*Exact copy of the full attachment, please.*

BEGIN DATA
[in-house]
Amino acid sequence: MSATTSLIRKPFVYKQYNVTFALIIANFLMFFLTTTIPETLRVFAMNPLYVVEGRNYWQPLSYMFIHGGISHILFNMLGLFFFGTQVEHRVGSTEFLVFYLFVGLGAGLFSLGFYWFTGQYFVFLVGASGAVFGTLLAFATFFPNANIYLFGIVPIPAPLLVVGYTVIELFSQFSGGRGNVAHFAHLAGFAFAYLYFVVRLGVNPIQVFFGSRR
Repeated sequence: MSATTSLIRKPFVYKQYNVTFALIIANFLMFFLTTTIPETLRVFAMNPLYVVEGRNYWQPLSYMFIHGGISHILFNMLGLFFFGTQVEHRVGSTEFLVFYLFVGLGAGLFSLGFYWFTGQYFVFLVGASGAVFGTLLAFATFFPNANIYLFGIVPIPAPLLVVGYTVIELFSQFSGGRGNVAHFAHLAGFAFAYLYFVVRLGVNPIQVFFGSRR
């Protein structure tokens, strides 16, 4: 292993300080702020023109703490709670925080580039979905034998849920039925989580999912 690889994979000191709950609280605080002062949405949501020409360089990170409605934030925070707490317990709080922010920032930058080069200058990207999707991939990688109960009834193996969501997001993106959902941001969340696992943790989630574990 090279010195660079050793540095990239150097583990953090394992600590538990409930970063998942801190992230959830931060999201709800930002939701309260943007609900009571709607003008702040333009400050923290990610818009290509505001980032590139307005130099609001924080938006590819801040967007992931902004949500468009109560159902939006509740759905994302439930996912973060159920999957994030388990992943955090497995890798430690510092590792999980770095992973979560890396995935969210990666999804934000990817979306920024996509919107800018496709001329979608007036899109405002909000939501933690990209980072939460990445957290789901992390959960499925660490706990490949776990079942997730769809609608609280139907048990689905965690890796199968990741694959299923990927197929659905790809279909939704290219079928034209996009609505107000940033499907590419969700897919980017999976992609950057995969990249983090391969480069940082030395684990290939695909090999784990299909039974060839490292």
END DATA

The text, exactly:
[in-house]
Amino acid sequence: MSATTSLIRKPFVYKQYNVTFALIIANFLMFFLTTTIPETLRVFAMNPLYVVEGRNYWQPLSYMFIHGGISHILFNMLGLFFFGTQVEHRVGSTEFLVFYLFVGLGAGLFSLGFYWFTGQYFVFLVGASGAVFGTLLAFATFFPNANIYLFGIVPIPAPLLVVGYTVIELFSQFSGGRGNVAHFAHLAGFAFAYLYFVVRLGVNPIQVFFGSRR
Repeated sequence: MSATTSLIRKPFVYKQYNVTFALIIANFLMFFLTTTIPETLRVFAMNPLYVVEGRNYWQPLSYMFIHGGISHILFNMLGLFFFGTQVEHRVGSTEFLVFYLFVGLGAGLFSLGFYWFTGQYFVFLVGASGAVFGTLLAFATFFPNANIYLFGIVPIPAPLLVVGYTVIELFSQFSGGRGNVAHFAHLAGFAFAYLYFVVRLGVNPIQVFFGSRR
């Protein structure tokens, strides 16, 4: 292993300080702020023109703490709670925080580039979905034998849920039925989580999912 690889994979000191709950609280605080002062949405949501020409360089990170409605934030925070707490317990709080922010920032930058080069200058990207999707991939990688109960009834193996969501997001993106959902941001969340696992943790989630574990 090279010195660079050793540095990239150097583990953090394992600590538990409930970063998942801190992230959830931060999201709800930002939701309260943007609900009571709607003008702040333009400050923290990610818009290509505001980032590139307005130099609001924080938006590819801040967007992931902004949500468009109560159902939006509740759905994302439930996912973060159920999957994030388990992943955090497995890798430690510092590792999980770095992973979560890396995935969210990666999804934000990817979306920024996509919107800018496709001329979608007036899109405002909000939501933690990209980072939460990445957290789901992390959960499925660490706990490949776990079942997730769809609608609280139907048990689905965690890796199968990741694959299923990927197929659905790809279909939704290219079928034209996009609505107000940033499907590419969700897919980017999976992609950057995969990249983090391969480069940082030395684990290939695909090999784990299909039974060839490292």